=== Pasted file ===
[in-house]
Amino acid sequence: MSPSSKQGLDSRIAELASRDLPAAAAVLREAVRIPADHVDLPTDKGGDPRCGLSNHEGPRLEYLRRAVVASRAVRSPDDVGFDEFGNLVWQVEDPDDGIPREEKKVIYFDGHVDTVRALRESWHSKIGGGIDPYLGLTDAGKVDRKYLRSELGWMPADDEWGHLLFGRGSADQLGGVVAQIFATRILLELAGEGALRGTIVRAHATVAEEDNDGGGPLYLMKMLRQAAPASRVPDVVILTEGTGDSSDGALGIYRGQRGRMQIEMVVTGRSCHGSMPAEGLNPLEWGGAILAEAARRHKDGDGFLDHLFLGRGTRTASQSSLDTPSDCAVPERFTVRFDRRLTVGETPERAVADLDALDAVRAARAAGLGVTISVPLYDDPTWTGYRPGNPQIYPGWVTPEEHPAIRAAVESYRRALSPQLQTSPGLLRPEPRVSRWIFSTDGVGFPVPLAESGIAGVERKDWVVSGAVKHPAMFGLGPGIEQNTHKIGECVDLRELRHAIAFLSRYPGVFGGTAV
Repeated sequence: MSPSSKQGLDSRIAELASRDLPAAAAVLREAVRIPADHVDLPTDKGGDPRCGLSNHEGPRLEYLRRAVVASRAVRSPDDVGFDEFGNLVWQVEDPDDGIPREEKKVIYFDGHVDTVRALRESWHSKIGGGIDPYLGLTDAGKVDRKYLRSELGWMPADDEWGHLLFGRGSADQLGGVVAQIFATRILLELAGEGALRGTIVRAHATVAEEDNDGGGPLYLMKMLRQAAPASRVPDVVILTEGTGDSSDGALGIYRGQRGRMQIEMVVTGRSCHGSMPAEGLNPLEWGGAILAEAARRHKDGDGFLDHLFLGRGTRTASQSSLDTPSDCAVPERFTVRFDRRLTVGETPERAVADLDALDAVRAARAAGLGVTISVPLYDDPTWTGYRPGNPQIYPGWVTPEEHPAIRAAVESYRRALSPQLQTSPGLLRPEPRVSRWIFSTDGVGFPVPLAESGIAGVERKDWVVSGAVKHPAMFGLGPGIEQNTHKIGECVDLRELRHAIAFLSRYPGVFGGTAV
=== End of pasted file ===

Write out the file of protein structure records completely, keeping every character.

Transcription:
[in-house]
Amino acid sequence: MSPSSKQGLDSRIAELASRDLPAAAAVLREAVRIPADHVDLPTDKGGDPRCGLSNHEGPRLEYLRRAVVASRAVRSPDDVGFDEFGNLVWQVEDPDDGIPREEKKVIYFDGHVDTVRALRESWHSKIGGGIDPYLGLTDAGKVDRKYLRSELGWMPADDEWGHLLFGRGSADQLGGVVAQIFATRILLELAGEGALRGTIVRAHATVAEEDNDGGGPLYLMKMLRQAAPASRVPDVVILTEGTGDSSDGALGIYRGQRGRMQIEMVVTGRSCHGSMPAEGLNPLEWGGAILAEAARRHKDGDGFLDHLFLGRGTRTASQSSLDTPSDCAVPERFTVRFDRRLTVGETPERAVADLDALDAVRAARAAGLGVTISVPLYDDPTWTGYRPGNPQIYPGWVTPEEHPAIRAAVESYRRALSPQLQTSPGLLRPEPRVSRWIFSTDGVGFPVPLAESGIAGVERKDWVVSGAVKHPAMFGLGPGIEQNTHKIGECVDLRELRHAIAFLSRYPGVFGGTAV
Repeated sequence: MSPSSKQGLDSRIAELASRDLPAAAAVLREAVRIPADHVDLPTDKGGDPRCGLSNHEGPRLEYLRRAVVASRAVRSPDDVGFDEFGNLVWQVEDPDDGIPREEKKVIYFDGHVDTVRALRESWHSKIGGGIDPYLGLTDAGKVDRKYLRSELGWMPADDEWGHLLFGRGSADQLGGVVAQIFATRILLELAGEGALRGTIVRAHATVAEEDNDGGGPLYLMKMLRQAAPASRVPDVVILTEGTGDSSDGALGIYRGQRGRMQIEMVVTGRSCHGSMPAEGLNPLEWGGAILAEAARRHKDGDGFLDHLFLGRGTRTASQSSLDTPSDCAVPERFTVRFDRRLTVGETPERAVADLDALDAVRAARAAGLGVTISVPLYDDPTWTGYRPGNPQIYPGWVTPEEHPAIRAAVESYRRALSPQLQTSPGLLRPEPRVSRWIFSTDGVGFPVPLAESGIAGVERKDWVVSGAVKHPAMFGLGPGIEQNTHKIGECVDLRELRHAIAFLSRYPGVFGGTAV